The religious world is but the reflex of the real world.
These words, written by Karl Marx, represent the view that God is a human invention, cast in different shapes by different cultures, usually to buttress systems of social power hierarchies. Sigmund Freud wrote that belief in God was a "universal obsessional neurosis." He considered God to be a cosmic projection of our love/hate relationship with our parents.
Others picture God as a cultural crutch, noting that when a president wants to persuade people that he means well, he ends his speech with the stirring words, "God bless America!" The president probably isn't being hypocritical. He really does want God to bless America. But the obligatory cheer doesn't hurt, either. After all, in the United States, where some polls say 88 percent of the people believe in God, who is going to argue against asking God to bless the "good guys"? It's subtle and sincere. And it works.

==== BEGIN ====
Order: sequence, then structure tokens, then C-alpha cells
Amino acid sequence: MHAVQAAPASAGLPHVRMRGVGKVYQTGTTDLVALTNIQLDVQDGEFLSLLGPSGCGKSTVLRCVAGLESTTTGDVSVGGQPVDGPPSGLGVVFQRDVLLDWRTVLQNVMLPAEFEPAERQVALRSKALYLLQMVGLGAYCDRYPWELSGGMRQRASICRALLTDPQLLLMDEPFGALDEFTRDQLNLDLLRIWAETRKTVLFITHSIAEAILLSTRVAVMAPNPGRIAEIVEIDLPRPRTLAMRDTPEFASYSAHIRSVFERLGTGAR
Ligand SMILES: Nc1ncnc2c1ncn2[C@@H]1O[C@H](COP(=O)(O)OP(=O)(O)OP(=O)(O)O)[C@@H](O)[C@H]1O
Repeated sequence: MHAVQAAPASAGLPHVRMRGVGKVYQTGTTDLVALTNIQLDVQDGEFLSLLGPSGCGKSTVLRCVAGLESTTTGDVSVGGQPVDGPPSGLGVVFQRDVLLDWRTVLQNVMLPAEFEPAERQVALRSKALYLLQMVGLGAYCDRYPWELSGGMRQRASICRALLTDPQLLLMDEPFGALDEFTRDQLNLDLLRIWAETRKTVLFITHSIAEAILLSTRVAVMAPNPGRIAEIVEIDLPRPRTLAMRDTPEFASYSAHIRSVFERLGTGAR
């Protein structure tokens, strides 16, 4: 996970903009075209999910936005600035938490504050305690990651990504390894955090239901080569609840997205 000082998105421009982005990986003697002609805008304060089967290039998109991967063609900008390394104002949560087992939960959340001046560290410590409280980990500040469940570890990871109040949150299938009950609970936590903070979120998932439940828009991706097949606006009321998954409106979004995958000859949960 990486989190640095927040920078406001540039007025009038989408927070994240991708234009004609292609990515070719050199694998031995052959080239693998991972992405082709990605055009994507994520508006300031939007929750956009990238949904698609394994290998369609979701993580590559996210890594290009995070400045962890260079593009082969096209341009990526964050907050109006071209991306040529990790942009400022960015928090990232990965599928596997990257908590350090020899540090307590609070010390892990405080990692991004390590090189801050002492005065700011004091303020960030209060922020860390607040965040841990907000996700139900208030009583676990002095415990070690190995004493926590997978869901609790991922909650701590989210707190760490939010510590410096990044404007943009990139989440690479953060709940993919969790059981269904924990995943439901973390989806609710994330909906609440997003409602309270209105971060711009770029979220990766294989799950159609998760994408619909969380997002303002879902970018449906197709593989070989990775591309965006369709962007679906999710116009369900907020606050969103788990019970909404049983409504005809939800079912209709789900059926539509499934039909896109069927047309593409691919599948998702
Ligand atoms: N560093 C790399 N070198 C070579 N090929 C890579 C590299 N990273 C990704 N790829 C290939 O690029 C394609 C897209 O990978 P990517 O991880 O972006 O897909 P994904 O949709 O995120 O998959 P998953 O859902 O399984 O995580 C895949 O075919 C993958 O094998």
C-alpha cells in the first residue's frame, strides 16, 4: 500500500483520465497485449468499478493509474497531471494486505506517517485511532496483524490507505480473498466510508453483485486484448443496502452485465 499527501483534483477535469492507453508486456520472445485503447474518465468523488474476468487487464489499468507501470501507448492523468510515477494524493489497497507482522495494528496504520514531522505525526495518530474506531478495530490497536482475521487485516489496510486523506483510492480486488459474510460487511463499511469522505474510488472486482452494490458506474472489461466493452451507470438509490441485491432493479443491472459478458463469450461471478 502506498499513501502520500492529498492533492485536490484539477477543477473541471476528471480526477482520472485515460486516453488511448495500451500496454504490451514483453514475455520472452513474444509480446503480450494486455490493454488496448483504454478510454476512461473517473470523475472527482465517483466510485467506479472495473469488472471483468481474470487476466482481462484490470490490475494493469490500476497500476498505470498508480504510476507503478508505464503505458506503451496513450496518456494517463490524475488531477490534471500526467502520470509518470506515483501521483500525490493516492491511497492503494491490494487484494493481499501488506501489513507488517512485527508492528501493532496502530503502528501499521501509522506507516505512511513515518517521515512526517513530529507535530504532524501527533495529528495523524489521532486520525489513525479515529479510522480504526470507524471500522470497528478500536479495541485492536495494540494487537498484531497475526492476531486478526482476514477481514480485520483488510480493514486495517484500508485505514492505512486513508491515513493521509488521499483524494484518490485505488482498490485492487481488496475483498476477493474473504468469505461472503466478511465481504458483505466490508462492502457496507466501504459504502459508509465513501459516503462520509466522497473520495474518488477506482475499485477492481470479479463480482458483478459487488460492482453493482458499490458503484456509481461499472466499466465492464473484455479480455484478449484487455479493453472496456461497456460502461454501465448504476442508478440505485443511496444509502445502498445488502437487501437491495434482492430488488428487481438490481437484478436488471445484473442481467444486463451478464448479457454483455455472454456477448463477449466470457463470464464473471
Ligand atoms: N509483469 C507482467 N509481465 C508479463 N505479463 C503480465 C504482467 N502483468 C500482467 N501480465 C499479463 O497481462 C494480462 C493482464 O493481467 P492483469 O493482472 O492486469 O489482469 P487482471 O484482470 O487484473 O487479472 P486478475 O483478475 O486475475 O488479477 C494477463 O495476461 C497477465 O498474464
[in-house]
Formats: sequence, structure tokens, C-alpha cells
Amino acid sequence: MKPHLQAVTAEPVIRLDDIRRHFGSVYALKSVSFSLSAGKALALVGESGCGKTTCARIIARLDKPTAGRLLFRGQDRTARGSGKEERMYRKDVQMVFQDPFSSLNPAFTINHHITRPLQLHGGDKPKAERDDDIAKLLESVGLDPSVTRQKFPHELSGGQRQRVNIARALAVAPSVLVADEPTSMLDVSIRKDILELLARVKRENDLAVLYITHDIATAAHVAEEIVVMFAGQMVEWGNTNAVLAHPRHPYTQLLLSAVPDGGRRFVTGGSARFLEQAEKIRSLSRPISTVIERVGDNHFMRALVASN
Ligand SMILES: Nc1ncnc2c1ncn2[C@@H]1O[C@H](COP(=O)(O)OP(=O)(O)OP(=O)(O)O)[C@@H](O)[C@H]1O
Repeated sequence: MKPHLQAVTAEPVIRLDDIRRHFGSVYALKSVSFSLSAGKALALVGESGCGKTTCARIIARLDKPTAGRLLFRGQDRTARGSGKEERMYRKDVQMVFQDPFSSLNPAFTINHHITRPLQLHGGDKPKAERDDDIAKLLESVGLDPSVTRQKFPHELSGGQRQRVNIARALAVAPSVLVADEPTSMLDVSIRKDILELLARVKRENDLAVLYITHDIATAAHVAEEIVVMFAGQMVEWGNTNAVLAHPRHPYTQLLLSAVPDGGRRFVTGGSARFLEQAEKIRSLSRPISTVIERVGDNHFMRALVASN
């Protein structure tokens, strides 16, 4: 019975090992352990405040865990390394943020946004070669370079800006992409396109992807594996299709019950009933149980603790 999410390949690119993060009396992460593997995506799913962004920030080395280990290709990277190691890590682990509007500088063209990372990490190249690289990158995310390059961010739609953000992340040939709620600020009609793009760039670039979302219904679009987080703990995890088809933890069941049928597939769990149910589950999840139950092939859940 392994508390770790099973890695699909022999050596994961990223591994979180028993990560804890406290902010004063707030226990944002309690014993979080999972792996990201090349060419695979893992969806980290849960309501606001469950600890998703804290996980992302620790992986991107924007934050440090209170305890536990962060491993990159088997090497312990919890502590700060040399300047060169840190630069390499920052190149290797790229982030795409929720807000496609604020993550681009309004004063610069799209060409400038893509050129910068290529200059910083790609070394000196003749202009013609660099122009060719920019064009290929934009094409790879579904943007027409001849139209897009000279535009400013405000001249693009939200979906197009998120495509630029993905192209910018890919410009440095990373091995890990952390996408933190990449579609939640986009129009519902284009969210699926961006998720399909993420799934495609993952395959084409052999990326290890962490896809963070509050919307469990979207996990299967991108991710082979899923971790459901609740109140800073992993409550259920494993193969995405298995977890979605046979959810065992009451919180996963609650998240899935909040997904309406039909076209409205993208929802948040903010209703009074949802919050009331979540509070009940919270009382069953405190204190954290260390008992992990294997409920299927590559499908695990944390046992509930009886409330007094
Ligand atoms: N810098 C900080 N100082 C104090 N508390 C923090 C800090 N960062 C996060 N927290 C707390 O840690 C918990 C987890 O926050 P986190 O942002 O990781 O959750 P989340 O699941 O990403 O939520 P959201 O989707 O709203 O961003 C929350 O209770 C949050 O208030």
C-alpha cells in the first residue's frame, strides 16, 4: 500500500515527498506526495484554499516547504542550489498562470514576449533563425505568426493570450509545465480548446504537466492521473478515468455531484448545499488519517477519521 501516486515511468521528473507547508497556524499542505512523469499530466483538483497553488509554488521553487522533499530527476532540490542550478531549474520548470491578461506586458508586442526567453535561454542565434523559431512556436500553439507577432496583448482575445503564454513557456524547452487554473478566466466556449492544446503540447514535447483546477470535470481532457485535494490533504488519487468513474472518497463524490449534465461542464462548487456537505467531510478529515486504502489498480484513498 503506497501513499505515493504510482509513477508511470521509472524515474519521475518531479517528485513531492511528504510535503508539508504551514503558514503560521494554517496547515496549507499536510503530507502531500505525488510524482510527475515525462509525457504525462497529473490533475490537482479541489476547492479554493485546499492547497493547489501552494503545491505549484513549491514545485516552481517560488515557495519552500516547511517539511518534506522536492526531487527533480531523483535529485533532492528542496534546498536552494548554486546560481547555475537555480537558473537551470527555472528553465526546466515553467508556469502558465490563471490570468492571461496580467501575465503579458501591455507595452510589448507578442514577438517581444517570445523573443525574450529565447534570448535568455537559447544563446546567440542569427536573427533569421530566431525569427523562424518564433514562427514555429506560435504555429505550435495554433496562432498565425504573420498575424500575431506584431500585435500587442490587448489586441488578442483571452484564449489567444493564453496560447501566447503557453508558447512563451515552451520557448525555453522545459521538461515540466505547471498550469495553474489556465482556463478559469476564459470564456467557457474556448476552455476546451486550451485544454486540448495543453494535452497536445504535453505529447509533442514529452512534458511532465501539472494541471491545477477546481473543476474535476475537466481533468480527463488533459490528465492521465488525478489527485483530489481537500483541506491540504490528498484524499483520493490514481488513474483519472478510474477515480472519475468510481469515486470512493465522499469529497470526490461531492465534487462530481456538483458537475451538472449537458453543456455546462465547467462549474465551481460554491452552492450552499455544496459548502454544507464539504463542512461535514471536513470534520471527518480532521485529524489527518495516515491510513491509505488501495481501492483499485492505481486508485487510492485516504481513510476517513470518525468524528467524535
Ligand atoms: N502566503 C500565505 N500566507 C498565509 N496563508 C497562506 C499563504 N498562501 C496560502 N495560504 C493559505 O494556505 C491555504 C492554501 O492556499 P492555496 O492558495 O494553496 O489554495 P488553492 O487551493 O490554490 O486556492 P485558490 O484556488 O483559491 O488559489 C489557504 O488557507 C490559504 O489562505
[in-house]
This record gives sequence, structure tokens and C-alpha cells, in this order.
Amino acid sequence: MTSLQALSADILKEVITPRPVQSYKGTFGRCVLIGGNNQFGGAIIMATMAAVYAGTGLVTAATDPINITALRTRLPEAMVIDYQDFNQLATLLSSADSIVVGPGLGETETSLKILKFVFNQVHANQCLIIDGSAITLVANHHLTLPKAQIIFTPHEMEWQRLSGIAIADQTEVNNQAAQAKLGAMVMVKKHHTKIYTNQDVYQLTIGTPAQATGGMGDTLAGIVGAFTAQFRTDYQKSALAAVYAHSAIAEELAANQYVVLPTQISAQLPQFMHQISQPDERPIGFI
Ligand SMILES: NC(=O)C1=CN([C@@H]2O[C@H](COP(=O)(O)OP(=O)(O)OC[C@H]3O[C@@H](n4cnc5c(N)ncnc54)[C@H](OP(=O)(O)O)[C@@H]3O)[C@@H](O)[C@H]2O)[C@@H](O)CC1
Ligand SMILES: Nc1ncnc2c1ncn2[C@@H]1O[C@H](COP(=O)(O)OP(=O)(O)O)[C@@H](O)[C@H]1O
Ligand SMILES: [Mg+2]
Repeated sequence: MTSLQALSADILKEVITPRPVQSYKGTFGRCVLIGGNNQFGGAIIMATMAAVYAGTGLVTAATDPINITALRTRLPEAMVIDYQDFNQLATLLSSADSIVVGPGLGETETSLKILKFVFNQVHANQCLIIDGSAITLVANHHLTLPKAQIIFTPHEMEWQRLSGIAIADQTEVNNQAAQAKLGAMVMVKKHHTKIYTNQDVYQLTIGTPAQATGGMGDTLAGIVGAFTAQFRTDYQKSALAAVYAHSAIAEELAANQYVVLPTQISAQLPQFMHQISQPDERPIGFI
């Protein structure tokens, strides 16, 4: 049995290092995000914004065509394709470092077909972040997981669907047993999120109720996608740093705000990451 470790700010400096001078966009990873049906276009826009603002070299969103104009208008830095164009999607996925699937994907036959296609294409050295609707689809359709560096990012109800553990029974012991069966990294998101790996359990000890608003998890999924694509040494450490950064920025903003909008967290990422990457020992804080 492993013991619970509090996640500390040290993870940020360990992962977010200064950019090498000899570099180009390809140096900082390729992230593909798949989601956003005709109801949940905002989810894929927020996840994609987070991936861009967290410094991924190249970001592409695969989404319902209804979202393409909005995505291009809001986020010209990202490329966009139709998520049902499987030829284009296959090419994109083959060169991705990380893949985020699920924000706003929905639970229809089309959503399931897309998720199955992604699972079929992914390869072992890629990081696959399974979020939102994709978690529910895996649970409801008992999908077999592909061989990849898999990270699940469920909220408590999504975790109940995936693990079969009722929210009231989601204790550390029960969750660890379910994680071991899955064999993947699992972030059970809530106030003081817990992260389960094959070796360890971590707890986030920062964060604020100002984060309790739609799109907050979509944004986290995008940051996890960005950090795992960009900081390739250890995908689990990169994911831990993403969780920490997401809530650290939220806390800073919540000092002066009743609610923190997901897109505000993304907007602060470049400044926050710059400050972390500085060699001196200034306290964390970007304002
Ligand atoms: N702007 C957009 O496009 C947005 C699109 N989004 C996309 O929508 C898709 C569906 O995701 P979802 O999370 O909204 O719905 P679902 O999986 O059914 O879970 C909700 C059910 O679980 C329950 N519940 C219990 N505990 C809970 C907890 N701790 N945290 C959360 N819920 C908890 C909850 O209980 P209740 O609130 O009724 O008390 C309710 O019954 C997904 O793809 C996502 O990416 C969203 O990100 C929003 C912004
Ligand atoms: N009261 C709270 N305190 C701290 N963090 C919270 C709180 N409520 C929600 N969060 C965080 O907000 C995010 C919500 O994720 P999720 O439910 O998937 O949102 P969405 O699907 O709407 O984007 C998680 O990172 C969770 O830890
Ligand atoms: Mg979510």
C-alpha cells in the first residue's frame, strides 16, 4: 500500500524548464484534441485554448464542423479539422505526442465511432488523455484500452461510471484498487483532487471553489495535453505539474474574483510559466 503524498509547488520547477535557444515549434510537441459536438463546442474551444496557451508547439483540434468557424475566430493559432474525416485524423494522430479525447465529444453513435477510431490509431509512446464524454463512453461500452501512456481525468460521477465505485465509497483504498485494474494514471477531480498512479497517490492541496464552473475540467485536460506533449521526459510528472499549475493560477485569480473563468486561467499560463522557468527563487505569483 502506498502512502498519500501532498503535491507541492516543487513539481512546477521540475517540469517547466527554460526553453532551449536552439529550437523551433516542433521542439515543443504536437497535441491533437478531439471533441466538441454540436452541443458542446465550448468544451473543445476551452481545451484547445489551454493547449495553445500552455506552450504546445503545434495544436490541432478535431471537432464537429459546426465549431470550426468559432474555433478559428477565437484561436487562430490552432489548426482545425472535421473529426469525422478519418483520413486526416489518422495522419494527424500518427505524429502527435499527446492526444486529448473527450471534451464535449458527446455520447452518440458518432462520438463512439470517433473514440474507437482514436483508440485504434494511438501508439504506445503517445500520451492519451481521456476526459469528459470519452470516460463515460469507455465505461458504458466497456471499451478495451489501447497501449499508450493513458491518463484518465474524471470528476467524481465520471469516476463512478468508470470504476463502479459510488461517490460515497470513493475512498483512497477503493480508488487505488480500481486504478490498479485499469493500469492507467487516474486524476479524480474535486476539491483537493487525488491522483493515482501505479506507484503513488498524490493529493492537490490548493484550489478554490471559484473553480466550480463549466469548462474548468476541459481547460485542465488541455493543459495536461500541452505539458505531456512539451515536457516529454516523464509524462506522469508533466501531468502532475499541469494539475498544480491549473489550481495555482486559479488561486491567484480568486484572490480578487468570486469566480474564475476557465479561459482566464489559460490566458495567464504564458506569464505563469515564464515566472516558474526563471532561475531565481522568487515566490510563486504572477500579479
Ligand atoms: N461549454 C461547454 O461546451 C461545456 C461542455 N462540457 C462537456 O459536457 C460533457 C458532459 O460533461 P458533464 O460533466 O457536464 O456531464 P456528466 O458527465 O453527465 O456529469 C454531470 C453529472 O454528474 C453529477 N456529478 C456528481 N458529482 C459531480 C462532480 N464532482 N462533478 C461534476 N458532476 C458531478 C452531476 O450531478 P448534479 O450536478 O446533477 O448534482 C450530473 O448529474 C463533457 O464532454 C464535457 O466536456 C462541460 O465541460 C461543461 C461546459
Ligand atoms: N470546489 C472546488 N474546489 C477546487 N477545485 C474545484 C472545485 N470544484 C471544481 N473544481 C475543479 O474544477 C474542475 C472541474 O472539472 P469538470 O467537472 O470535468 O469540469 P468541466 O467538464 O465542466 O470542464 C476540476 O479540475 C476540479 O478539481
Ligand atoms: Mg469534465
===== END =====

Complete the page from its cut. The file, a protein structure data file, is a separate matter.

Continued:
There are many reasons that some consider such cultural use of God harmful. In India, belief in God produced a caste system that kept people in their social place. The same thing happened in pre-Civil War America when many plantation owners believed God ordained slavery. Some believe the Roman Catholic Church culture and Islam's Allah invented a male God to subjugate women.
Because every culture has arguably produced a God created in its own image, it's easy to come to the conclusion that God is a cultural invention. Those who hold to this belief generally refer to themselves as atheists, declaring, just like Marx, that God is an invention of humankind, a cultural phenomenon.